“Location, location, location” might be your motto when it comes to placing deer stands, and location is certainly important to your deer hunting success. In fact, I think many deer hunters focus so much on stand location that they fail to think about how they will enter and exit a stand undetected. I firmly believe that access to and from your stand is just as important as having a great location. If you want to consistently have enjoyable and successful hunts in those great locations, you need to access them without revealing your presence to deer noses, eyes and ears.
Yes, that’s a tough assignment, especially in some areas of the country where the landscape and forest cover doesn’t naturally make this an easy task. But I follow a handful of simple rules that might help you. This list of Do’s and Don’ts may not be suited to every situation, but the more of them you can put into practice, the more likely you will remain undetected when entering and exiting your stands.
First a Word About Wind
The wind can be your best friend or your worst enemy when it comes to outsmarting whitetails. I do not hunt a stand unless the wind direction is absolutely favorable for that location, but that goes for my access route as well! As you move toward your stand, is your scent blowing into some great bedding cover or high-use deer travel corridors along your route? If so, adjustments to that access route need to be made, or an alternative route needs to be found. Some lands don’t lay out perfectly for solving situations like this, and that is where a little creativity may be needed. The ideal route might lie on an adjacent property, and obviously, you would need permission from the landowner. Some of my best stand access routes involved getting permission from a neighboring landowner. Along with the potential of obtaining a new access point, you might even use this opportunity to talk to neighboring landowners about forming a QDM Cooperative.
Now, my personal Do’s and Don’ts for stand access.
Don’t Do This
I don’t hunt a stand unless the wind direction is favorable for both the stand location and the access route I’ll use to get there. Yes, we’ve covered this already, but it’s worth repeating. Don’t be a rebel; hunt the right wind.
I don’t walk the tops of ridges to get to my stands. Instead I choose a route that goes low or has cover to break up my silhouette from the sky, whether I’m trying to avoid being backlit by the sun, moon or stars. Walking the top of an open ridge you will look like Bigfoot against the skyline.
I don’t drive my ATV or any other vehicle to the base of my tree or even close to it. I enjoy hiking, and I don’t like causing unnecessary noise near my hunting area. There are also some pretty quiet e-bikes available that can get you far from camp and close to hot stands with minimal noise.
I don’t walk across open fields or woods. I want to be concealed, and that means a path that is hidden by vegetation or other natural obstacles. This may take some planning ahead and maybe some off-season work with a chainsaw to create cover for your ideal access route.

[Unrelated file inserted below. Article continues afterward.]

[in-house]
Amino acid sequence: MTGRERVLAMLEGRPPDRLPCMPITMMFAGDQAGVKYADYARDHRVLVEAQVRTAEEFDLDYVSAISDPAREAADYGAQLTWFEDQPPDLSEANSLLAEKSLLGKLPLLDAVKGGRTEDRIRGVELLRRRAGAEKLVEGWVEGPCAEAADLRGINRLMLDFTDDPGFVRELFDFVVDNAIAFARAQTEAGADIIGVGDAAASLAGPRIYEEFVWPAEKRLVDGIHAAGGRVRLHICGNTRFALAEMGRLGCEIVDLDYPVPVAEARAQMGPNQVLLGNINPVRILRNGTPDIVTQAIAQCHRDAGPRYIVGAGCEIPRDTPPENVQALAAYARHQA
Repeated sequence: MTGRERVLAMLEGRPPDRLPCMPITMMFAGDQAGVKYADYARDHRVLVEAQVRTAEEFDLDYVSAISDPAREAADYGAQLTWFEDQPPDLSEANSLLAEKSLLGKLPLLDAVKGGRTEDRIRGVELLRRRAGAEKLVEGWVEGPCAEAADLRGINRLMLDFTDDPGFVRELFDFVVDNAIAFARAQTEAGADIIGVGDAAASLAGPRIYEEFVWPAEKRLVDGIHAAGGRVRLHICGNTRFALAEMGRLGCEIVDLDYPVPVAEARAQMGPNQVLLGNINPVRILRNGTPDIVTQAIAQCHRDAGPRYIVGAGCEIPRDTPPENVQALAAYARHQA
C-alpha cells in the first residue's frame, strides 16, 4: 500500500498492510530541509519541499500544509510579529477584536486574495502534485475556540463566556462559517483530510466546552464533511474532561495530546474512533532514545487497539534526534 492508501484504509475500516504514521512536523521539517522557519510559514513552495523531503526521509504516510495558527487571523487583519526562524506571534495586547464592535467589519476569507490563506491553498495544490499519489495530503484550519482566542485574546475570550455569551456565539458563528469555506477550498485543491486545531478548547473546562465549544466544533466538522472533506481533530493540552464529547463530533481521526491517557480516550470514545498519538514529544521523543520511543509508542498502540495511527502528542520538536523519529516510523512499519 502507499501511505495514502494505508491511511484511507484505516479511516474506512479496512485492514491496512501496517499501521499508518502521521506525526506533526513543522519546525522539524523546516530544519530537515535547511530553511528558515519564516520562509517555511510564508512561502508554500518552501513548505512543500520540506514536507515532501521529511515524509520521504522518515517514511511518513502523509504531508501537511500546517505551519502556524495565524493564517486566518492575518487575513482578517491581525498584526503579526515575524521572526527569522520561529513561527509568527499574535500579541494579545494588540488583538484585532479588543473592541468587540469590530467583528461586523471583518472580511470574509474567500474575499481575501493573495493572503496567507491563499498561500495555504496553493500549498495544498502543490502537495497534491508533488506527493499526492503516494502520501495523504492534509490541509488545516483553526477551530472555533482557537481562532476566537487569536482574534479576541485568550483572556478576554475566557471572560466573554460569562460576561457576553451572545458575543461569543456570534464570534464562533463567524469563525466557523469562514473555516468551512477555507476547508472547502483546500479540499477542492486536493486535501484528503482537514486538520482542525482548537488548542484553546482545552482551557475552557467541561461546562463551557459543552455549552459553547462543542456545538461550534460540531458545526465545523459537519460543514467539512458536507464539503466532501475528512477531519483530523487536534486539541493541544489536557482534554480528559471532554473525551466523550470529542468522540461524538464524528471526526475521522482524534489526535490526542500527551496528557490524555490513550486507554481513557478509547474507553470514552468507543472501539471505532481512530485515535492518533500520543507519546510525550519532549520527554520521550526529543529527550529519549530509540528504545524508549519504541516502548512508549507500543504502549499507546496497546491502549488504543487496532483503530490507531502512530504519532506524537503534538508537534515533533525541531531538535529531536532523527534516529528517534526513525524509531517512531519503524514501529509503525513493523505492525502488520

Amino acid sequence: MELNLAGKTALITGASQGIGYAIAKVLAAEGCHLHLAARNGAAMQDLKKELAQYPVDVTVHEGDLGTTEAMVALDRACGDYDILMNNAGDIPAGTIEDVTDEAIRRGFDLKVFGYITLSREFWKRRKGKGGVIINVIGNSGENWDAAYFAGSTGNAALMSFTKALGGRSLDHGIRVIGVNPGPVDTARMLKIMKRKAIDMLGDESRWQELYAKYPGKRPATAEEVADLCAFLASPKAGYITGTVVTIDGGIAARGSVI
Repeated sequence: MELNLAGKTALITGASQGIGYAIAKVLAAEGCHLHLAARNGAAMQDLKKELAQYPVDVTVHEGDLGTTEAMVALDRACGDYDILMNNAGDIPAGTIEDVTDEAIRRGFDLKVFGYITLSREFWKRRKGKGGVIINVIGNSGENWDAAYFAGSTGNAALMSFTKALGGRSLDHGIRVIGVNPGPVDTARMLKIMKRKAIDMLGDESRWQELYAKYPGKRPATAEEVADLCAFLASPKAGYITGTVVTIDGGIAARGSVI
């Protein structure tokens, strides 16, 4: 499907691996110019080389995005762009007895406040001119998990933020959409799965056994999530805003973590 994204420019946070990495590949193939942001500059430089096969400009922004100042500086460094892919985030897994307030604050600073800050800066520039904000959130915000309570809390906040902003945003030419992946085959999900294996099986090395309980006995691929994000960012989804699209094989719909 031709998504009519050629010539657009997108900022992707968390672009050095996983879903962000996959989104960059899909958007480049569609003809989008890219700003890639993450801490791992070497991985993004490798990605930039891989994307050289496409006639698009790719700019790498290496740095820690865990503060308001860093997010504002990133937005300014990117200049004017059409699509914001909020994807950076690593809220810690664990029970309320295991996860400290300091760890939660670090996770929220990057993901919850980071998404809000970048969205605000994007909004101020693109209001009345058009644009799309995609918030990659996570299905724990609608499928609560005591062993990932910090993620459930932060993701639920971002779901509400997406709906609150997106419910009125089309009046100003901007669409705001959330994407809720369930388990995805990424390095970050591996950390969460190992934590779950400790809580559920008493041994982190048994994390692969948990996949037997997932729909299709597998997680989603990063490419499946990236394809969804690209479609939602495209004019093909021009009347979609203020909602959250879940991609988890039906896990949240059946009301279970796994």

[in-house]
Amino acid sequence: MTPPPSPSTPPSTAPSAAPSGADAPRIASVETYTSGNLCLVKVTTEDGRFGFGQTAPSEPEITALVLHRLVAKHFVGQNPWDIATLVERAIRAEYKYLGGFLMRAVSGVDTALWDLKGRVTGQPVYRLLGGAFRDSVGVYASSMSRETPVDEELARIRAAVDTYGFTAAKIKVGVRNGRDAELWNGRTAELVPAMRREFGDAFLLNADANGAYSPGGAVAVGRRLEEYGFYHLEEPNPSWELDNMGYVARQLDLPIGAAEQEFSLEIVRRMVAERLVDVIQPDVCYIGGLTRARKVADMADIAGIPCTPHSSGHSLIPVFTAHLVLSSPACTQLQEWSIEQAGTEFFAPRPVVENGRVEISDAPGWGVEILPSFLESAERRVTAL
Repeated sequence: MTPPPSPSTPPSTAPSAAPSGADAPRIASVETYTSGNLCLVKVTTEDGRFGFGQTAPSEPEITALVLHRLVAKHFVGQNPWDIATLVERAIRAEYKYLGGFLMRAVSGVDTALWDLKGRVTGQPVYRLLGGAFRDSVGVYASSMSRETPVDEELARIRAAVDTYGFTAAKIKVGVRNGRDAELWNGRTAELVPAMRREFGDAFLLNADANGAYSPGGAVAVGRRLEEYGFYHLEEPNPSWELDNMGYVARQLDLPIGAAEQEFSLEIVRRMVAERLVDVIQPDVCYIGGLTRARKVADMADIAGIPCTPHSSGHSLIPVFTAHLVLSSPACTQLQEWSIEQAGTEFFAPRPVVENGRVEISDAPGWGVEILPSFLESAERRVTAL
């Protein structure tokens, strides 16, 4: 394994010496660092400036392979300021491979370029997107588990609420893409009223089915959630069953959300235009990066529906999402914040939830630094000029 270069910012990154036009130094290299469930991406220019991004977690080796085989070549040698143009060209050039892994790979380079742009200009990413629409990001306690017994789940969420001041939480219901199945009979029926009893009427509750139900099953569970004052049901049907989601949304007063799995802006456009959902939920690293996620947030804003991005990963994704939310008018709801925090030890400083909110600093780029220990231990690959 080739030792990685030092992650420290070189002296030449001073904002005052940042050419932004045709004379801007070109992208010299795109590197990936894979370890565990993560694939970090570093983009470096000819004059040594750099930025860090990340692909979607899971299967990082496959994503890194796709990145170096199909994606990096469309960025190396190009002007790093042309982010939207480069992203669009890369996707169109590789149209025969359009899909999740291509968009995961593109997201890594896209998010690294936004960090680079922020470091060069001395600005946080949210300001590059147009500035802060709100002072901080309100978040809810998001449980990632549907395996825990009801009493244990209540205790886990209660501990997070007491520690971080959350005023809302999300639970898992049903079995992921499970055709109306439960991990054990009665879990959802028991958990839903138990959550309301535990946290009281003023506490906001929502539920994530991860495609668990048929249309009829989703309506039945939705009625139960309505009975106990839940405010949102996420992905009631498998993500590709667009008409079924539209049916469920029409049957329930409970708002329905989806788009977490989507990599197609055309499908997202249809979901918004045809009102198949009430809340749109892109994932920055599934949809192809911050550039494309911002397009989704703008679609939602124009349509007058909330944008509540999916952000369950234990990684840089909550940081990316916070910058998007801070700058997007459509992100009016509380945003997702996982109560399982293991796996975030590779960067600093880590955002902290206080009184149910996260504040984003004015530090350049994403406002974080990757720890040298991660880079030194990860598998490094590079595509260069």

I don’t walk across food plots. This is for two reasons: not being seen and not being smelled. You will probably leave scent where you walk through the plot, and this scent could even alarm deer that arrive later, after your hunt is over. When hunting plots, always choose stand locations that allow you to enter and leave without touching the plot itself.
I do pack most of my clothes into the stand. I wear thin layers on my way in and pack my additional layers to be put on at the base of the tree. This helps me avoid sweating. I always play the wind, but I also try to take every measure possible to reduce my scent on the landscape, and this is one of them.
I do slow it down and take my time. This is especially important when I’m within sight of my stand as well as climbing in. Slowing it down decreases your odds of being seen by deer, whose vision is specially designed to catch movement.
I do use topography to my advantage when possible. I use ditches, creeks, rocky shelves or bluffs to hide my movement whenever they are available. I especially like using creeks as I believe walking in shallow water helps with minimizing scent along my trail.
I do canoe or boat in whenever that’s an option, especially on public land. Canoeing in adds a bit of work, so it’s not for everybody, but it can put you in some lightly pressured locations, and it’s a quiet route that doesn’t leave a scent trail through the woods.
I do borrow the yard rake or leaf blower from the garage and clear my trail of sticks and crunchy debris. This needs to be done pre-season or at least several days before your hunt, but it helps minimize noise as you walk. Also use garden shears to clip small limbs or vines in your path so that you don’t brush against them when you’re on the way in.
I do use a very small, dim flashlight, especially one with a red filter, when entering or leaving my stand in the dark. Sometimes I don’t use a light at all when there’s enough natural light from the stars or moon, and when I know the trail well. I carry a separate, brighter light if needed for blood trailing.
“Access, access, access” isn’t likely to become a cliche, but access is just as important as finding that great stand location. Follow these do’s and don’ts this season and you’ll have more success at outsmarting the senses of whitetails. Good luck this season accessing your path to an enjoyable and successful hunt!